Now out of prison but still disgraced by his peers, Gordon Gekko works his future son-in-law, an idealistic stock broker, when he sees an opportunity to take down a Wall Street enemy and rebuild his empire.
The final movie in Oliver Stone's Vietnam trilogy follows the true story of a Vietnamese village girl who survives a life of suffering and hardship during and after the Vietnam war. As a ... See full summary »
Hiep Thi Le,
Tommy Lee Jones,
Haing S. Ngor
A journalist, down on his luck in the US, drives to El Salvador to chronicle the events of the 1980 military dictatorship, including the assasination of Archbishop Oscar Romero. He forms an... See full summary »
Oliver Stone's biographical take on the life of George W. Bush, one of the most controversial presidents in USA history, chronicling from his wild and carefree days in college, to his military service, to his governorship of Texas and role in the oil business, his 2000 candidacy for president, his first turbulent four years, and his 2004 re-election campaign. Written by
Brad Sham, long time radio voice of the Dallas Cowboys makes a brief appearance as a White House reporter near the end of the movie. He's asks the question about 9/11 in which "W" struggles to answer. See more »
(at around 48 mins) At the lunch CIA Director George Tenet is mistakenly referred to as "Tenant". See more »
George Herbert Walker Bush:
[on the phone with George W. after he gets arrested]
My father would've kicked the living crap out of me if I ended up where you are now, Junior.
See more »
At the very end of the credits, you see a Christian cross with a period. It morphs into the W-period logo of the movie. See more »
I had a chance to see this film on Wednesday and I loved it !!! I'm not a Bush fan or supporter, however what I loved most about it is that it isn't a Bush-hate fest. Rather, it was a successful attempt to show Bush as simply a man with several human foibles, many of which just happen to be hilarious.
What makes the movie so amusing is that Stone miraculously finds a way for you to not laugh at Bush the man. Rather, one laughs at the improbability of the entire Bush saga.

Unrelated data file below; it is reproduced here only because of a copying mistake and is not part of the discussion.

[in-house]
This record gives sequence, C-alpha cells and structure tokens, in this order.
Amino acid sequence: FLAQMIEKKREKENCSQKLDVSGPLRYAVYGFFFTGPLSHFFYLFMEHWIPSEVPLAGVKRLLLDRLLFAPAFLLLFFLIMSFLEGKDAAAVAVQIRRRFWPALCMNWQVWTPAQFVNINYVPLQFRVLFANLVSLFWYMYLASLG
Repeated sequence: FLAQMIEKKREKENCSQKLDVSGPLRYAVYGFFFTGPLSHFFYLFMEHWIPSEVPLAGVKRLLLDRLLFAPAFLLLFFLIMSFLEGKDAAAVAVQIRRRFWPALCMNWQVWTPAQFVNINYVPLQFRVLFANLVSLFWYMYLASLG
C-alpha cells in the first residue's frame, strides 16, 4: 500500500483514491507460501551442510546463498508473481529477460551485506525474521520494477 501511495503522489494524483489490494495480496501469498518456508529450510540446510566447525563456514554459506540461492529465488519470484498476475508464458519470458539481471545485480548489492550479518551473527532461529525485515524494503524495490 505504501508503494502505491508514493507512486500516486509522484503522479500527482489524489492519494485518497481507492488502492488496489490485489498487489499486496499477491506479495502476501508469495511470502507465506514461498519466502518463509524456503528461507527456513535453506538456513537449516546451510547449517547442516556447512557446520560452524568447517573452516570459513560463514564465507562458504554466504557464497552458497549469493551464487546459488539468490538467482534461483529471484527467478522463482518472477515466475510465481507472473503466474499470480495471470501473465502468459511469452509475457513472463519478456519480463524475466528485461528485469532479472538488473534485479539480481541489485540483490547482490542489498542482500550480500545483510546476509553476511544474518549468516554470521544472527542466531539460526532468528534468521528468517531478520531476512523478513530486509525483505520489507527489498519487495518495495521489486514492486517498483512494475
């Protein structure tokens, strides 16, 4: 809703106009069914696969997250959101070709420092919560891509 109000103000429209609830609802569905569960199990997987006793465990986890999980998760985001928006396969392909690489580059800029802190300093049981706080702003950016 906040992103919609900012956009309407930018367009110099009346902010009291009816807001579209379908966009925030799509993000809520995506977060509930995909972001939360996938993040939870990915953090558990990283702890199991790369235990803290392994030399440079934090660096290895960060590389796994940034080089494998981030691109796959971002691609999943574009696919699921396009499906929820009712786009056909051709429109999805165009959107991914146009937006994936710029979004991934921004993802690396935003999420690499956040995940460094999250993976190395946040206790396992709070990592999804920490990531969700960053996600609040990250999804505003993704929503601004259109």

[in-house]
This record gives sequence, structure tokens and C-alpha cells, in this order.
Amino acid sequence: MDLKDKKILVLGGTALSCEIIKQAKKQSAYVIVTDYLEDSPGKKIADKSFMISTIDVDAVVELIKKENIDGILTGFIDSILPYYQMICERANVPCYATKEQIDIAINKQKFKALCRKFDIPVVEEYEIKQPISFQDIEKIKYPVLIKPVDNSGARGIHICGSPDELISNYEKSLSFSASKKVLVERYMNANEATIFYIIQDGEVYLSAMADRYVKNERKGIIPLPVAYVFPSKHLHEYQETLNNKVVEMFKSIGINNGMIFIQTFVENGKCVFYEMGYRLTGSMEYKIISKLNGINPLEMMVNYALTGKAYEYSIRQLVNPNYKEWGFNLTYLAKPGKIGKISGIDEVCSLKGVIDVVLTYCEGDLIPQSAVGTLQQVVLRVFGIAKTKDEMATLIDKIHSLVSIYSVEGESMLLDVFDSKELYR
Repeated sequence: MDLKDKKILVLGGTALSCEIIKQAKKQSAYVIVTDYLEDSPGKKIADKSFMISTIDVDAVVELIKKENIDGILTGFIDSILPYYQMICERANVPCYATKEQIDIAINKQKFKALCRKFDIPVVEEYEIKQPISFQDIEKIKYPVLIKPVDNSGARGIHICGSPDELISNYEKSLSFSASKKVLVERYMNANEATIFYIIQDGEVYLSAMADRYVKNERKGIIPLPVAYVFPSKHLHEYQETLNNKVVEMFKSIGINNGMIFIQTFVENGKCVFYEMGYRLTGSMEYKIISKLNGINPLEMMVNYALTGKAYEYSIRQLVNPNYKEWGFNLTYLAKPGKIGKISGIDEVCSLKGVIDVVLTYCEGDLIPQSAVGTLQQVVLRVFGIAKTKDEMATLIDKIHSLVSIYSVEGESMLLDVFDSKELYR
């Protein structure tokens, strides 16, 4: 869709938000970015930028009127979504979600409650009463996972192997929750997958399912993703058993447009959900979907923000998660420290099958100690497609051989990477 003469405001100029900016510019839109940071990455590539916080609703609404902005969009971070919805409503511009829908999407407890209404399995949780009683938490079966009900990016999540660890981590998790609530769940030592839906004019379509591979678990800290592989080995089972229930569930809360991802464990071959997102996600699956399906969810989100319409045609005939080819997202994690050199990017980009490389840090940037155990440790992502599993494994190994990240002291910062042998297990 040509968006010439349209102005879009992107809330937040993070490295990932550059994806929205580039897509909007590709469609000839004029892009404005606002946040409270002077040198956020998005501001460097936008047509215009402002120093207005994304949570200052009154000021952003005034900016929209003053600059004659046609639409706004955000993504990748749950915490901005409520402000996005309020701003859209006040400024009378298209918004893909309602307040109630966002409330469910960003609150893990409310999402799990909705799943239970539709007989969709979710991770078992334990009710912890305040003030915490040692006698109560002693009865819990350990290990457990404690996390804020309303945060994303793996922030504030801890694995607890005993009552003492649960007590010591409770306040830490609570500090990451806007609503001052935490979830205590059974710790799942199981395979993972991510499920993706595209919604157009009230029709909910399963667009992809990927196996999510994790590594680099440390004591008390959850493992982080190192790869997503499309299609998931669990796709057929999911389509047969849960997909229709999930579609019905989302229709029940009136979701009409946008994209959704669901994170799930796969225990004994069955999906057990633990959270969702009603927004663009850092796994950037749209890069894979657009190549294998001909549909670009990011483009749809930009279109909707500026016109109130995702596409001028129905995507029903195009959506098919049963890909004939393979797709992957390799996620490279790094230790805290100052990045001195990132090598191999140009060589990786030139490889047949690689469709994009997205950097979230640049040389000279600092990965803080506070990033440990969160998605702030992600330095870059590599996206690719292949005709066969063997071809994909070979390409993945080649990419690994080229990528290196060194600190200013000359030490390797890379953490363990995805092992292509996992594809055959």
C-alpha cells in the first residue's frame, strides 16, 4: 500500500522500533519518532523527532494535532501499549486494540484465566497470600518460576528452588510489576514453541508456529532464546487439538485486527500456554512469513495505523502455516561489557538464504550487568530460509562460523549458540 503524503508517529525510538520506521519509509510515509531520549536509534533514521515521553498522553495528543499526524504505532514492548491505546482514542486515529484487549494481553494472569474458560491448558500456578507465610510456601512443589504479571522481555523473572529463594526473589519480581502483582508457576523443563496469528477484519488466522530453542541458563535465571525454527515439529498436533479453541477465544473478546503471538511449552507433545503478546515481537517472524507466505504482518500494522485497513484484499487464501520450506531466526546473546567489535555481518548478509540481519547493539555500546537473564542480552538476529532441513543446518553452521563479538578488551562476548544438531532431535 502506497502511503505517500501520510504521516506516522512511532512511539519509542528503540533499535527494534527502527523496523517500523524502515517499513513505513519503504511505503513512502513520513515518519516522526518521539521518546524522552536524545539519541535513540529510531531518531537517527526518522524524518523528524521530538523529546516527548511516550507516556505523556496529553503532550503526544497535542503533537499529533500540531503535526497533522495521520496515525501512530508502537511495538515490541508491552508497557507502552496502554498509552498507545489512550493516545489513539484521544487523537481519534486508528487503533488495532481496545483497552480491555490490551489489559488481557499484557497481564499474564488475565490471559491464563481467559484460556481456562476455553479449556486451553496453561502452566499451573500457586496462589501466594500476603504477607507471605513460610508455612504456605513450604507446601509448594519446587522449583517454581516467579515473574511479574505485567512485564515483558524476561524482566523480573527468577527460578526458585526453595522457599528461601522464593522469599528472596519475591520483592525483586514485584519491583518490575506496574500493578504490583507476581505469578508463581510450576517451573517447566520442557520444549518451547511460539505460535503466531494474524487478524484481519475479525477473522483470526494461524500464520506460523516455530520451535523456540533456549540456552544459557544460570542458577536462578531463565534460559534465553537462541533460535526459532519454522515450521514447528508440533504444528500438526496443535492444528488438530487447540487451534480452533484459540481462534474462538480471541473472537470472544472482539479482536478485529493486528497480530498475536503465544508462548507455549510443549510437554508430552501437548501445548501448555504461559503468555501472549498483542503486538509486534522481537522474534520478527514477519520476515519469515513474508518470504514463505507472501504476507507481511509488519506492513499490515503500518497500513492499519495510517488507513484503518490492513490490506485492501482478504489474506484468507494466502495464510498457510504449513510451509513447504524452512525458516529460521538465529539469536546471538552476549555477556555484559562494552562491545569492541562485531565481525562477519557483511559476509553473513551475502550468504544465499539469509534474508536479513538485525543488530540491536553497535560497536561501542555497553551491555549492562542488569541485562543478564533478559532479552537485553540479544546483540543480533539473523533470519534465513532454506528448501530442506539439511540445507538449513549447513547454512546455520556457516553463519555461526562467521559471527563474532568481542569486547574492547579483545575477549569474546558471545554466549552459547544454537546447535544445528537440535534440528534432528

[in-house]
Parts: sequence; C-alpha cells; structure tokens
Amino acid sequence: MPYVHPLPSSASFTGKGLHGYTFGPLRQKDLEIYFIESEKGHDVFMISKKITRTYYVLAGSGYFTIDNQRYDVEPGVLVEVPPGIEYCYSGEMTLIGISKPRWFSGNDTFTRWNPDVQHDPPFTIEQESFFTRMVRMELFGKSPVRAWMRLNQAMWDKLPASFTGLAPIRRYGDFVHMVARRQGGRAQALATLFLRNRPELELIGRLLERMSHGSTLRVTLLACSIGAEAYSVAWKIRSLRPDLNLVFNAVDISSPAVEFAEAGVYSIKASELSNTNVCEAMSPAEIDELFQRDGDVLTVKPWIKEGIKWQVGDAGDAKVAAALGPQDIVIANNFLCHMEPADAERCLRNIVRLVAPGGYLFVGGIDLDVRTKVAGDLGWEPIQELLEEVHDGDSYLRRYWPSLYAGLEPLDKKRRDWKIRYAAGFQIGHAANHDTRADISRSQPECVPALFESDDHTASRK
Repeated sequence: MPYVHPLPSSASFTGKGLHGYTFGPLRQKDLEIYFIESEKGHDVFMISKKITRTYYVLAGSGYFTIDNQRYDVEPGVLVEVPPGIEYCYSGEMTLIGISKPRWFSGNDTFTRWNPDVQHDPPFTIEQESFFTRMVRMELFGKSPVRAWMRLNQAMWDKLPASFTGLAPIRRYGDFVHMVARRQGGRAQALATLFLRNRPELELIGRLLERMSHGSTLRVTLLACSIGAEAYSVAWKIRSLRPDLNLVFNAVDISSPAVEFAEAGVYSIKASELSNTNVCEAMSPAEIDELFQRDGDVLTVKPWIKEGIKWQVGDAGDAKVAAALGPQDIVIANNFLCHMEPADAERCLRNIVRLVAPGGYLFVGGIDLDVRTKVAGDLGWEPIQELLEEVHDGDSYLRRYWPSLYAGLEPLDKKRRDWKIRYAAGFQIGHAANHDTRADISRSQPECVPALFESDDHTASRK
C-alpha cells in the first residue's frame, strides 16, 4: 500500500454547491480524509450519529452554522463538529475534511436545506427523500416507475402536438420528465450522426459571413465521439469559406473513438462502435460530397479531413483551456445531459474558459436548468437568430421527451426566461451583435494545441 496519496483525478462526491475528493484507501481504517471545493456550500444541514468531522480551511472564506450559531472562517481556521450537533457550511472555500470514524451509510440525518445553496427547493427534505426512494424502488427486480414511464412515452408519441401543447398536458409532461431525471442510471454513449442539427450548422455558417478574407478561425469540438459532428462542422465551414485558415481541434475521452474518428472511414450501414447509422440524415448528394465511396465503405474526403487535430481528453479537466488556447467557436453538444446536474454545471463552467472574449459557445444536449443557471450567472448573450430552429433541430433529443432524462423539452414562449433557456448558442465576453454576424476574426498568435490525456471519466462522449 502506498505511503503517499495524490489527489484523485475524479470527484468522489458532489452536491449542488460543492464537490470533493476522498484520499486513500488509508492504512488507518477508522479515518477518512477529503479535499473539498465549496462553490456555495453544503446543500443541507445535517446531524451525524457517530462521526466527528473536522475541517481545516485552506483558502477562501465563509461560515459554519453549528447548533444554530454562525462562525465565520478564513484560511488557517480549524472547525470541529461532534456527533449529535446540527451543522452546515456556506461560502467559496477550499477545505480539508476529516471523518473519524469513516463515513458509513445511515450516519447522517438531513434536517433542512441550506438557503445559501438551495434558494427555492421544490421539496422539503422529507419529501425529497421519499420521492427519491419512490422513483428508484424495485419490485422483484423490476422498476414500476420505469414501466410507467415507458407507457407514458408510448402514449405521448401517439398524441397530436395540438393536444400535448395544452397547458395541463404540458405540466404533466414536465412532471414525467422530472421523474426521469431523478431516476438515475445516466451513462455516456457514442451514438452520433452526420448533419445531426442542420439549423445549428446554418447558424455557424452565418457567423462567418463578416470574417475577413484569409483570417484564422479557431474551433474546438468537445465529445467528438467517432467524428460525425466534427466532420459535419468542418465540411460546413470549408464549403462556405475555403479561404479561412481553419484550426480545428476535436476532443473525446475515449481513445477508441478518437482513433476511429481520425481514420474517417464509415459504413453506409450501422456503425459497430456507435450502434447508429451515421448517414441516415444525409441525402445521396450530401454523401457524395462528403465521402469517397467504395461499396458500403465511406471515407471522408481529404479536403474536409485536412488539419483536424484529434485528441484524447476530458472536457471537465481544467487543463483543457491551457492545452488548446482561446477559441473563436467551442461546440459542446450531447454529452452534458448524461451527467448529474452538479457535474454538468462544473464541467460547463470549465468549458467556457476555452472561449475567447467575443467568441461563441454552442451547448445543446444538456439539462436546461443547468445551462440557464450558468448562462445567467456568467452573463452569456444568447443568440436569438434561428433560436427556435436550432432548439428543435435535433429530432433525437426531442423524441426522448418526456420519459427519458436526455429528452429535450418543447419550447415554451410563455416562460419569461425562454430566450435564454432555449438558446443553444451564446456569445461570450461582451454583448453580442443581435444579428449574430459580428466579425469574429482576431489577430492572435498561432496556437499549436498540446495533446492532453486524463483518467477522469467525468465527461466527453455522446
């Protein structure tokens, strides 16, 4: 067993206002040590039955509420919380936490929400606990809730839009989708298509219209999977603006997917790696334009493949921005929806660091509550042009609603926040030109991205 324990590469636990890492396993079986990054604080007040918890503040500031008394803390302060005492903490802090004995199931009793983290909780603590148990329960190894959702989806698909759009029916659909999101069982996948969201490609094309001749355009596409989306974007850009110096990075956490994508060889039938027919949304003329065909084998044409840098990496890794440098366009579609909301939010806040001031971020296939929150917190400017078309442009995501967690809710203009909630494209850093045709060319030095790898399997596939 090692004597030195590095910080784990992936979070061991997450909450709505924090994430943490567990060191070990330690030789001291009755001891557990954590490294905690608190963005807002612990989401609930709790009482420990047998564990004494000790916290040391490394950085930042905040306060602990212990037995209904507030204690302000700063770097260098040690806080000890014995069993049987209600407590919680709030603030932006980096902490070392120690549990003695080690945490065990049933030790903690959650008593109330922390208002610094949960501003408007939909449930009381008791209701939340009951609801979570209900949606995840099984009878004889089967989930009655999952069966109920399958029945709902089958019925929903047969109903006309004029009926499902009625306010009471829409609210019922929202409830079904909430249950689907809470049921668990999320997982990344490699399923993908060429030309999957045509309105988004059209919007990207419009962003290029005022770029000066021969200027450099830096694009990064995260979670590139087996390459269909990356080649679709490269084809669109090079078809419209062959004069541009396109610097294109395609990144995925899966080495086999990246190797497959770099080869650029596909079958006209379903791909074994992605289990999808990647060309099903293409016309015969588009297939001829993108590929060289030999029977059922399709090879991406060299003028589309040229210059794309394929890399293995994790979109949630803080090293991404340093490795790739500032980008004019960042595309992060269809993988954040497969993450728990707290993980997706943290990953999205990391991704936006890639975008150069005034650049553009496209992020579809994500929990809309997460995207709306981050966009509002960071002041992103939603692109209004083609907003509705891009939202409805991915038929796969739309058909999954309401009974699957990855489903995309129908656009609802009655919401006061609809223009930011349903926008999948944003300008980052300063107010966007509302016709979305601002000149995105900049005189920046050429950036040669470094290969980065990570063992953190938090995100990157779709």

Against that backdrop is the importance of the fine performances given by the actors.
Some actors, like Banks as Laura Bush, give performances that are good but that are altogether too predictable and uninspired.
On the other hand, Brolin nails his performance as he turns Bush from a doofus to a poor schmuck that finds out too late that he's in over his head.
Newton is the OTHER BRIALLIANT performance in the film. Although, some critics apparently wanted the average TV-Movie-muck type of performance where the actress finds the "lighter side" of the real life person, Newton and Stone smartly resist that trite nonsense.
Newton transcends her own glamorous persona and gives a hard-as-nails imitation of Rice as a person that is smart enough to understand and follow those that actually have the power in the Bush White House as she helps them manipulate Bush to acquiesce to their desires.
Newton's performance successfully evokes images of the Rice that recently went to Russia and had the nerve to coolly and robotically lecture Putin on why it's OK for the U.S. to travel half the globe to punish those who kill Americans, but it's not OK for Russia to go over its border to punish those that kill Russian citizens.
It's one of the gutsier performances all year by anyone, male or female, and it really helps make the movie great.
As I stated at the beginning W. is great, and we finally get a movie that appeals to those of us that don't want to waste $10 bucks on a film about a Hollywood Chihuahua.
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